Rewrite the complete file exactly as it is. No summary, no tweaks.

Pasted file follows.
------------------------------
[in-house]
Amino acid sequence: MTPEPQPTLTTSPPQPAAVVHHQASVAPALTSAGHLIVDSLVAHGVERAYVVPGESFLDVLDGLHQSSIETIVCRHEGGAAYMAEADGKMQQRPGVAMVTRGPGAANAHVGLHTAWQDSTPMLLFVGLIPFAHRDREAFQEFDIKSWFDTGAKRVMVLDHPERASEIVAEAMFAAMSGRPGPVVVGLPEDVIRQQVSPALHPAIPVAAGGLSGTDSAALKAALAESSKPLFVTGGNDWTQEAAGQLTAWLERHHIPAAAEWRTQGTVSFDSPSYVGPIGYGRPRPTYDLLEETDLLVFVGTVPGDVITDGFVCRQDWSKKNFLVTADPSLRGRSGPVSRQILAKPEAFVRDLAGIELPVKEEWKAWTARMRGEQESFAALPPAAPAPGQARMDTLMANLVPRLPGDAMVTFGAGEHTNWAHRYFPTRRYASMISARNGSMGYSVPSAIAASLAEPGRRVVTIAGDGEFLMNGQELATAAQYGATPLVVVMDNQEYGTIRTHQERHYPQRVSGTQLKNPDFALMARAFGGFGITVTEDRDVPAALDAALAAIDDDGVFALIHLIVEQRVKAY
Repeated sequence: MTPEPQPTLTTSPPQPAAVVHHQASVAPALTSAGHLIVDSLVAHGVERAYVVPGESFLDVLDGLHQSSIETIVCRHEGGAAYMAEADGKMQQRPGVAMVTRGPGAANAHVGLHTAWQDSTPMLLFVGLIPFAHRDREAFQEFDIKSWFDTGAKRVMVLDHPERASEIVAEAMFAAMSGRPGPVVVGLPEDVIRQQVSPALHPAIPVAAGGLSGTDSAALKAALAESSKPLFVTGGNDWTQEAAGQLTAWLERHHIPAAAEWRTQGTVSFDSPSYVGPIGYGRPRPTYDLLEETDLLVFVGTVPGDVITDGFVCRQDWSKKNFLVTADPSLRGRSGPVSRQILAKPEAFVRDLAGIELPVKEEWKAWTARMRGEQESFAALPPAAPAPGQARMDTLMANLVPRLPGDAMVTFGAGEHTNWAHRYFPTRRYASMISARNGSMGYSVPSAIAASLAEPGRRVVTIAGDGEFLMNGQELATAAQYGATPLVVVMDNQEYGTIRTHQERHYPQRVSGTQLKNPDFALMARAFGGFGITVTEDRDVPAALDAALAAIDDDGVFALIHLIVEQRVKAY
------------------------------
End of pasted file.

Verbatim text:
[in-house]
Amino acid sequence: MTPEPQPTLTTSPPQPAAVVHHQASVAPALTSAGHLIVDSLVAHGVERAYVVPGESFLDVLDGLHQSSIETIVCRHEGGAAYMAEADGKMQQRPGVAMVTRGPGAANAHVGLHTAWQDSTPMLLFVGLIPFAHRDREAFQEFDIKSWFDTGAKRVMVLDHPERASEIVAEAMFAAMSGRPGPVVVGLPEDVIRQQVSPALHPAIPVAAGGLSGTDSAALKAALAESSKPLFVTGGNDWTQEAAGQLTAWLERHHIPAAAEWRTQGTVSFDSPSYVGPIGYGRPRPTYDLLEETDLLVFVGTVPGDVITDGFVCRQDWSKKNFLVTADPSLRGRSGPVSRQILAKPEAFVRDLAGIELPVKEEWKAWTARMRGEQESFAALPPAAPAPGQARMDTLMANLVPRLPGDAMVTFGAGEHTNWAHRYFPTRRYASMISARNGSMGYSVPSAIAASLAEPGRRVVTIAGDGEFLMNGQELATAAQYGATPLVVVMDNQEYGTIRTHQERHYPQRVSGTQLKNPDFALMARAFGGFGITVTEDRDVPAALDAALAAIDDDGVFALIHLIVEQRVKAY
Repeated sequence: MTPEPQPTLTTSPPQPAAVVHHQASVAPALTSAGHLIVDSLVAHGVERAYVVPGESFLDVLDGLHQSSIETIVCRHEGGAAYMAEADGKMQQRPGVAMVTRGPGAANAHVGLHTAWQDSTPMLLFVGLIPFAHRDREAFQEFDIKSWFDTGAKRVMVLDHPERASEIVAEAMFAAMSGRPGPVVVGLPEDVIRQQVSPALHPAIPVAAGGLSGTDSAALKAALAESSKPLFVTGGNDWTQEAAGQLTAWLERHHIPAAAEWRTQGTVSFDSPSYVGPIGYGRPRPTYDLLEETDLLVFVGTVPGDVITDGFVCRQDWSKKNFLVTADPSLRGRSGPVSRQILAKPEAFVRDLAGIELPVKEEWKAWTARMRGEQESFAALPPAAPAPGQARMDTLMANLVPRLPGDAMVTFGAGEHTNWAHRYFPTRRYASMISARNGSMGYSVPSAIAASLAEPGRRVVTIAGDGEFLMNGQELATAAQYGATPLVVVMDNQEYGTIRTHQERHYPQRVSGTQLKNPDFALMARAFGGFGITVTEDRDVPAALDAALAAIDDDGVFALIHLIVEQRVKAY